Faculty Talk: Abigail Jacobs
Ehrlicher Room, 3100 North Quad
Firms, families, and the Facebook: Why populations of networks matter
Sociotechnical systems allow us to observe the social structure of organizations, from the traditional firm to the family unit to the upstart online social network. Studies of sociotechnical systems primarily focus on single instances. However, such studies cannot in general reveal how much of observed network structure is explained by historical accidents, random noise, or meaningful social processes. In this talk, I explore three empirical settings: the organizational structure of communication in large firms; the spread of prescription opioids in families; and the adoption of Facebook on college campuses. I show how the comparative approach allows us to estimate the natural variability in these systems and study processes across the individual-, organization-, and system-level. Across one million families, 100 universities, and 65 large companies, I show how populations of networks can be used to reveal how social processes are encoded in sociotechnical systems, and how social theories can fail.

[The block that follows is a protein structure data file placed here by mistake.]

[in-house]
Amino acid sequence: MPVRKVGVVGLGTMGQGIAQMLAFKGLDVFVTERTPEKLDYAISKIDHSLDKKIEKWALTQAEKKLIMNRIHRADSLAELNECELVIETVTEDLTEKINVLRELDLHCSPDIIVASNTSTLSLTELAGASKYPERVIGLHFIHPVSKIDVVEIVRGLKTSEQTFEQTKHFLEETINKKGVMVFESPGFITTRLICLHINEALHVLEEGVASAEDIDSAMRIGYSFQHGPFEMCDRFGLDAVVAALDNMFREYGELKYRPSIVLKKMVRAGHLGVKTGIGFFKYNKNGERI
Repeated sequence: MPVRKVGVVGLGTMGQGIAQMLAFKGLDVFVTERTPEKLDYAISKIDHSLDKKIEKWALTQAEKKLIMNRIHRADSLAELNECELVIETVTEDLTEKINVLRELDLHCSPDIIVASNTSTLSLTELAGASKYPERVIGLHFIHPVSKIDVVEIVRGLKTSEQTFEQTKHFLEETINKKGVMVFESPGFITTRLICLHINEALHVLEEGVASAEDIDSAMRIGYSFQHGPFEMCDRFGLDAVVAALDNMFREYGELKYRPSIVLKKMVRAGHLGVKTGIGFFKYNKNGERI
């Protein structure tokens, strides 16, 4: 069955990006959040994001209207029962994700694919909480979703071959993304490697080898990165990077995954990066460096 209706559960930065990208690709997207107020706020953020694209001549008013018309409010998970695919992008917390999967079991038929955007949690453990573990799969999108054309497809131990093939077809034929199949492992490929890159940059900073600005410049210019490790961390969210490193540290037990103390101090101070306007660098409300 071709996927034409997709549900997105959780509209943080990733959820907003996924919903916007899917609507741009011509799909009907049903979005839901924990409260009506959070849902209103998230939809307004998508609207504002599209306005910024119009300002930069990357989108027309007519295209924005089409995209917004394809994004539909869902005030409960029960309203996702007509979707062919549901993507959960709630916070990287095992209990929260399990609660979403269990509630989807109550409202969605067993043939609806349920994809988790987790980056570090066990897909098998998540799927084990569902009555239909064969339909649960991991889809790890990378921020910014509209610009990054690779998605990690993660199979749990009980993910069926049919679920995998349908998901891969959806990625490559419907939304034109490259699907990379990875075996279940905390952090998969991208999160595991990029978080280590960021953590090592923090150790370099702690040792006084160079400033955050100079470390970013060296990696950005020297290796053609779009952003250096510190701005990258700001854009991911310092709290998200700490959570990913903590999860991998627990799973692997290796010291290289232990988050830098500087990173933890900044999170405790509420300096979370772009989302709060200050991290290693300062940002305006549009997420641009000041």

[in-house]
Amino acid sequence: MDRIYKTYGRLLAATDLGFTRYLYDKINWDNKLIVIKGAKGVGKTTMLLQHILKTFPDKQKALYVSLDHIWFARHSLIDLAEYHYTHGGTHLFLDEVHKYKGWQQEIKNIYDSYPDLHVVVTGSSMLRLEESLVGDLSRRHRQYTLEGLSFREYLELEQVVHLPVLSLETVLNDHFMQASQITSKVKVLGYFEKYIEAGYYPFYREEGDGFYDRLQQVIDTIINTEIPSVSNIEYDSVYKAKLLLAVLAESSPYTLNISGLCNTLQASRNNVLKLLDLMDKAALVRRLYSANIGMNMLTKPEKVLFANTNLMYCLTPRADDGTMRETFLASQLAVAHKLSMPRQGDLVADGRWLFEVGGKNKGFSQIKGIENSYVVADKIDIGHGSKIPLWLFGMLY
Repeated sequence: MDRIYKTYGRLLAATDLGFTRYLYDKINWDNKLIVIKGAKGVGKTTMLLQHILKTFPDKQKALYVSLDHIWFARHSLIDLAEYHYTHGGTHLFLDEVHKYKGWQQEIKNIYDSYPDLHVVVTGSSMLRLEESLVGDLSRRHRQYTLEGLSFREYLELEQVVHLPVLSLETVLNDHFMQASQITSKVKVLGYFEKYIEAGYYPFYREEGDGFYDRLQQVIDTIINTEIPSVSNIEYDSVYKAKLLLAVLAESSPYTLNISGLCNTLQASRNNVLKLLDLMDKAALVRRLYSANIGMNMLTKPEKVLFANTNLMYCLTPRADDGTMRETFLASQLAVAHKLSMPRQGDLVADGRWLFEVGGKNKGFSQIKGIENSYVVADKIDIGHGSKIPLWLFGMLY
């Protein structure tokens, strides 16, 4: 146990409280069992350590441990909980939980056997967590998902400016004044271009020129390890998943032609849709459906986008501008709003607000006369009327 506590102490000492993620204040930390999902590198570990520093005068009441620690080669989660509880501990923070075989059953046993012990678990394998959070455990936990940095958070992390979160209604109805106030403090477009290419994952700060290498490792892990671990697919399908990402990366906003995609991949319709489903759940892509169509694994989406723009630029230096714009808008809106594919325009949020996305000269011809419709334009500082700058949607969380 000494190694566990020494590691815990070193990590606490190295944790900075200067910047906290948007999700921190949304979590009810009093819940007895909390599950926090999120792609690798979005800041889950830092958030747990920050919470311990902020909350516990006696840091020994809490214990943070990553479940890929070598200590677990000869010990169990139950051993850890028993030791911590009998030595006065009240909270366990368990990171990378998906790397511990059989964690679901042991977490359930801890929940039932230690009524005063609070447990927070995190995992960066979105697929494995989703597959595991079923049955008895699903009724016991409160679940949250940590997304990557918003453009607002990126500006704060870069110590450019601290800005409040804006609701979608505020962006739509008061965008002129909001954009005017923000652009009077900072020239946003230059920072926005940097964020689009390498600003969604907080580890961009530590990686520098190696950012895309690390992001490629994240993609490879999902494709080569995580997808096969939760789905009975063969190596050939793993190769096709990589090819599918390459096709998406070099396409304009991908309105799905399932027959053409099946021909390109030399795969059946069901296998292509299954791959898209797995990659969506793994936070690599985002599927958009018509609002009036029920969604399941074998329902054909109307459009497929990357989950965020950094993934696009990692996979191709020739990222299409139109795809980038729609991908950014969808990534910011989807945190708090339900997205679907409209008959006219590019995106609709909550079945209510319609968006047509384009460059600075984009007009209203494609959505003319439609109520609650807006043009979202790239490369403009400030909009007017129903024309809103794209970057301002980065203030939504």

Understanding how social processes are reflected in, and reinforced by, sociotechnical systems is crucial---to design better organizations, platforms, and policy interventions.
Abigail Jacobs is a postdoc in the Haas School of Business at the University of California Berkeley, where she is also a member of the Algorithmic Fairness and Opacity Working Group. She currently serves on the Board of Directors for Women in Machine Learning. Previously, she worked at Microsoft Research in New York and received a Ph.D. in Computer Science from the University of Colorado Boulder, where she was funded by the National Science Foundation Graduate Research Fellowship. She previously received a B.A. in Mathematics and in Mathematical Methods in the Social Sciences at Northwestern University.